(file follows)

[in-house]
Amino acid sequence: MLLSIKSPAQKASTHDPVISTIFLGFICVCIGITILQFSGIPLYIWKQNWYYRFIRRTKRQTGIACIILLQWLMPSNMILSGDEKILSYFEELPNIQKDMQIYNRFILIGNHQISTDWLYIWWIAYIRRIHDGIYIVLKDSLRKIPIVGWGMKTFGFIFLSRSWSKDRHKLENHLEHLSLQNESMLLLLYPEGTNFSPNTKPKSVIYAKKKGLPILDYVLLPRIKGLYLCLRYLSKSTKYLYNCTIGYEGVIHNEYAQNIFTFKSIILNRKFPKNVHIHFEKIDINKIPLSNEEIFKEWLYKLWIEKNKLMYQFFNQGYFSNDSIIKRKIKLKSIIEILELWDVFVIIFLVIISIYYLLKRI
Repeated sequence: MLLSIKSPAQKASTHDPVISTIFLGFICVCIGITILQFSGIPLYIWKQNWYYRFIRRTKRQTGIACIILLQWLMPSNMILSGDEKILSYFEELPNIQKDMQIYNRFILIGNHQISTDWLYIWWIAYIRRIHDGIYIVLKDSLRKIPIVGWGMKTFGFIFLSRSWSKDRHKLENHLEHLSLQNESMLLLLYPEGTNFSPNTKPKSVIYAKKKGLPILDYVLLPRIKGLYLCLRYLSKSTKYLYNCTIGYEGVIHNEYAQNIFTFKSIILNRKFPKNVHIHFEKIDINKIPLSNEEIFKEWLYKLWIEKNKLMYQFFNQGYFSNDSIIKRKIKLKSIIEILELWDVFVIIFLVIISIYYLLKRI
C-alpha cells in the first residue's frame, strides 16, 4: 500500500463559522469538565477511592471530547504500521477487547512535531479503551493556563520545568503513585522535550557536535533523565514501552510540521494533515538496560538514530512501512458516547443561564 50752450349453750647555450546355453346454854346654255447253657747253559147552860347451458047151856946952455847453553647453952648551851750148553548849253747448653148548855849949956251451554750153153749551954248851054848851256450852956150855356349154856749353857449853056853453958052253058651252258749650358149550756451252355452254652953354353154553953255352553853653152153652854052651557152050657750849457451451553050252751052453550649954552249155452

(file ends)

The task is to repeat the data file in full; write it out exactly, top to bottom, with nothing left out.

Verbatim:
[in-house]
Amino acid sequence: MLLSIKSPAQKASTHDPVISTIFLGFICVCIGITILQFSGIPLYIWKQNWYYRFIRRTKRQTGIACIILLQWLMPSNMILSGDEKILSYFEELPNIQKDMQIYNRFILIGNHQISTDWLYIWWIAYIRRIHDGIYIVLKDSLRKIPIVGWGMKTFGFIFLSRSWSKDRHKLENHLEHLSLQNESMLLLLYPEGTNFSPNTKPKSVIYAKKKGLPILDYVLLPRIKGLYLCLRYLSKSTKYLYNCTIGYEGVIHNEYAQNIFTFKSIILNRKFPKNVHIHFEKIDINKIPLSNEEIFKEWLYKLWIEKNKLMYQFFNQGYFSNDSIIKRKIKLKSIIEILELWDVFVIIFLVIISIYYLLKRI
Repeated sequence: MLLSIKSPAQKASTHDPVISTIFLGFICVCIGITILQFSGIPLYIWKQNWYYRFIRRTKRQTGIACIILLQWLMPSNMILSGDEKILSYFEELPNIQKDMQIYNRFILIGNHQISTDWLYIWWIAYIRRIHDGIYIVLKDSLRKIPIVGWGMKTFGFIFLSRSWSKDRHKLENHLEHLSLQNESMLLLLYPEGTNFSPNTKPKSVIYAKKKGLPILDYVLLPRIKGLYLCLRYLSKSTKYLYNCTIGYEGVIHNEYAQNIFTFKSIILNRKFPKNVHIHFEKIDINKIPLSNEEIFKEWLYKLWIEKNKLMYQFFNQGYFSNDSIIKRKIKLKSIIEILELWDVFVIIFLVIISIYYLLKRI
C-alpha cells in the first residue's frame, strides 16, 4: 500500500463559522469538565477511592471530547504500521477487547512535531479503551493556563520545568503513585522535550557536535533523565514501552510540521494533515538496560538514530512501512458516547443561564 50752450349453750647555450546355453346454854346654255447253657747253559147552860347451458047151856946952455847453553647453952648551851750148553548849253747448653148548855849949956251451554750153153749551954248851054848851256450852956150855356349154856749353857449853056853453958052253058651252258749650358149550756451252355452254652953354353154553953255352553853653152153652854052651557152050657750849457451451553050252751052453550649954552249155452